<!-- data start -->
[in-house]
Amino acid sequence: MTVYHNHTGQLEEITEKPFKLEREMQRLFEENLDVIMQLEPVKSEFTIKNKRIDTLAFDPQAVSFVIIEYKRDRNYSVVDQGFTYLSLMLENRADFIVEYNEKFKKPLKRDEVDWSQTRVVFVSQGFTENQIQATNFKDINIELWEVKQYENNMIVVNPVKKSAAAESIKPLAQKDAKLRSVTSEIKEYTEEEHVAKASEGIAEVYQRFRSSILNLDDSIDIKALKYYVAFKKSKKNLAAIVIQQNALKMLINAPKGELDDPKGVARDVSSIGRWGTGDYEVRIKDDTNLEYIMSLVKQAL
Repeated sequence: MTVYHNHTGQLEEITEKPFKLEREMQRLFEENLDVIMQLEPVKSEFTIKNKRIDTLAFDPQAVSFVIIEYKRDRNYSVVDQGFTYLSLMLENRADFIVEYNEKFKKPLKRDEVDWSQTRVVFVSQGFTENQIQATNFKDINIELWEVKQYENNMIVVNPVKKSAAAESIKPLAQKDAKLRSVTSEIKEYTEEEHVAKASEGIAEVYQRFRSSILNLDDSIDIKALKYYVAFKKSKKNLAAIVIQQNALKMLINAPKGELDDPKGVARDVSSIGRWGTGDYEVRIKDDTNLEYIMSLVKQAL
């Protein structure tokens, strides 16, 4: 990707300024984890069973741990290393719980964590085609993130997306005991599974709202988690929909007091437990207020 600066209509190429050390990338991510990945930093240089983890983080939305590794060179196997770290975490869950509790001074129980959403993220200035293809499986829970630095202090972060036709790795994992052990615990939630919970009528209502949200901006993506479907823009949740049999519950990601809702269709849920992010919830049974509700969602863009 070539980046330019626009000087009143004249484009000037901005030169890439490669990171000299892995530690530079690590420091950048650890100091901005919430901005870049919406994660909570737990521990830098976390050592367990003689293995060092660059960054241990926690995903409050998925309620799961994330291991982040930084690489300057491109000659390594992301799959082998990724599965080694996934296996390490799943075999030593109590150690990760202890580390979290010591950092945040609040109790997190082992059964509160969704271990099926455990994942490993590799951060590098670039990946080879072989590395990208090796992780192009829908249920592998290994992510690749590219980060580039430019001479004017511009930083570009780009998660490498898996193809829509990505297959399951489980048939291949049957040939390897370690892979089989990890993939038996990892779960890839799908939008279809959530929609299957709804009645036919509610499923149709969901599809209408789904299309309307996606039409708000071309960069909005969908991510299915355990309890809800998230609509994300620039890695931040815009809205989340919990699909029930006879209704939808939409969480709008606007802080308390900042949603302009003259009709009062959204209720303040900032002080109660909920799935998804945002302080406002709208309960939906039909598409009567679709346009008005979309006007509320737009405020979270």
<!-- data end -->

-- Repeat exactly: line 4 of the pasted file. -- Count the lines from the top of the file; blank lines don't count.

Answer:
């Protein structure tokens, strides 16, 4: 990707300024984890069973741990290393719980964590085609993130997306005991599974709202988690929909007091437990207020 600066209509190429050390990338991510990945930093240089983890983080939305590794060179196997770290975490869950509790001074129980959403993220200035293809499986829970630095202090972060036709790795994992052990615990939630919970009528209502949200901006993506479907823009949740049999519950990601809702269709849920992010919830049974509700969602863009 070539980046330019626009000087009143004249484009000037901005030169890439490669990171000299892995530690530079690590420091950048650890100091901005919430901005870049919406994660909570737990521990830098976390050592367990003689293995060092660059960054241990926690995903409050998925309620799961994330291991982040930084690489300057491109000659390594992301799959082998990724599965080694996934296996390490799943075999030593109590150690990760202890580390979290010591950092945040609040109790997190082992059964509160969704271990099926455990994942490993590799951060590098670039990946080879072989590395990208090796992780192009829908249920592998290994992510690749590219980060580039430019001479004017511009930083570009780009998660490498898996193809829509990505297959399951489980048939291949049957040939390897370690892979089989990890993939038996990892779960890839799908939008279809959530929609299957709804009645036919509610499923149709969901599809209408789904299309309307996606039409708000071309960069909005969908991510299915355990309890809800998230609509994300620039890695931040815009809205989340919990699909029930006879209704939808939409969480709008606007802080308390900042949603302009003259009709009062959204209720303040900032002080109660909920799935998804945002302080406002709208309960939906039909598409009567679709346009008005979309006007509320737009405020979270």